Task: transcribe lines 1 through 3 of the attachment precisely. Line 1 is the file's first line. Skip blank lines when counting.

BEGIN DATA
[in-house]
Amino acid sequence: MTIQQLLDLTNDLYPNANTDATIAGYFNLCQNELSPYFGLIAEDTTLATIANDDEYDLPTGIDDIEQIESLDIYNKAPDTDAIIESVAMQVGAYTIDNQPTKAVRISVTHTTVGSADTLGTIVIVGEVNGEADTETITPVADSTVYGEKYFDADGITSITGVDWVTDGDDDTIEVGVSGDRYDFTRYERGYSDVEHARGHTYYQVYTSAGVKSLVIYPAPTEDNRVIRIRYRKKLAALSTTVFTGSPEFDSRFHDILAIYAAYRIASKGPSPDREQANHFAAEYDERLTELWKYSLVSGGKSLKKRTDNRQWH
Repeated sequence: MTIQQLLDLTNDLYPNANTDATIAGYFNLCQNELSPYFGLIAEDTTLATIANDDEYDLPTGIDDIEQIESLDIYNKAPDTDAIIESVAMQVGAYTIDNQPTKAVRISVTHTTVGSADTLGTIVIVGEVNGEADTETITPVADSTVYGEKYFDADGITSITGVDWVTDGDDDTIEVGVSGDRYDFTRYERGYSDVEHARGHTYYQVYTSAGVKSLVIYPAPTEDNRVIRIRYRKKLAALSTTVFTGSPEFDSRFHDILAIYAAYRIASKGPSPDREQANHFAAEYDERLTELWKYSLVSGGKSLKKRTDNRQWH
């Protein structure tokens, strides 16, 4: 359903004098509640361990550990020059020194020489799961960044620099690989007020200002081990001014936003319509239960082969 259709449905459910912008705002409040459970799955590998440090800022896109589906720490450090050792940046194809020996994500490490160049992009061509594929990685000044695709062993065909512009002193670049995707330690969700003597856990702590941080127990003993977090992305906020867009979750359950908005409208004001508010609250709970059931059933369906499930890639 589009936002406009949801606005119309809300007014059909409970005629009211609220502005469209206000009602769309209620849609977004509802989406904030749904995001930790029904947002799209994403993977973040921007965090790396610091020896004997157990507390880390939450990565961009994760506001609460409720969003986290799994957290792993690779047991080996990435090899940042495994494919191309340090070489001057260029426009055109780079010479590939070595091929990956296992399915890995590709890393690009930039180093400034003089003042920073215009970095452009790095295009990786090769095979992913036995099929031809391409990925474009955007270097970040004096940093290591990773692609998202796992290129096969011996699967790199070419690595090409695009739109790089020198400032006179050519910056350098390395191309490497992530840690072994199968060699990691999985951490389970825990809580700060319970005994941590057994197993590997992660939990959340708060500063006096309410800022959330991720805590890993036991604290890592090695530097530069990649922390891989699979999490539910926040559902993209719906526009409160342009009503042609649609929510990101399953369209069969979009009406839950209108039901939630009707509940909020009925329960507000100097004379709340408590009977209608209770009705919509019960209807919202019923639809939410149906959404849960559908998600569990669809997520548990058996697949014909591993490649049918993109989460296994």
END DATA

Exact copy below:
[in-house]
Amino acid sequence: MTIQQLLDLTNDLYPNANTDATIAGYFNLCQNELSPYFGLIAEDTTLATIANDDEYDLPTGIDDIEQIESLDIYNKAPDTDAIIESVAMQVGAYTIDNQPTKAVRISVTHTTVGSADTLGTIVIVGEVNGEADTETITPVADSTVYGEKYFDADGITSITGVDWVTDGDDDTIEVGVSGDRYDFTRYERGYSDVEHARGHTYYQVYTSAGVKSLVIYPAPTEDNRVIRIRYRKKLAALSTTVFTGSPEFDSRFHDILAIYAAYRIASKGPSPDREQANHFAAEYDERLTELWKYSLVSGGKSLKKRTDNRQWH
Repeated sequence: MTIQQLLDLTNDLYPNANTDATIAGYFNLCQNELSPYFGLIAEDTTLATIANDDEYDLPTGIDDIEQIESLDIYNKAPDTDAIIESVAMQVGAYTIDNQPTKAVRISVTHTTVGSADTLGTIVIVGEVNGEADTETITPVADSTVYGEKYFDADGITSITGVDWVTDGDDDTIEVGVSGDRYDFTRYERGYSDVEHARGHTYYQVYTSAGVKSLVIYPAPTEDNRVIRIRYRKKLAALSTTVFTGSPEFDSRFHDILAIYAAYRIASKGPSPDREQANHFAAEYDERLTELWKYSLVSGGKSLKKRTDNRQWH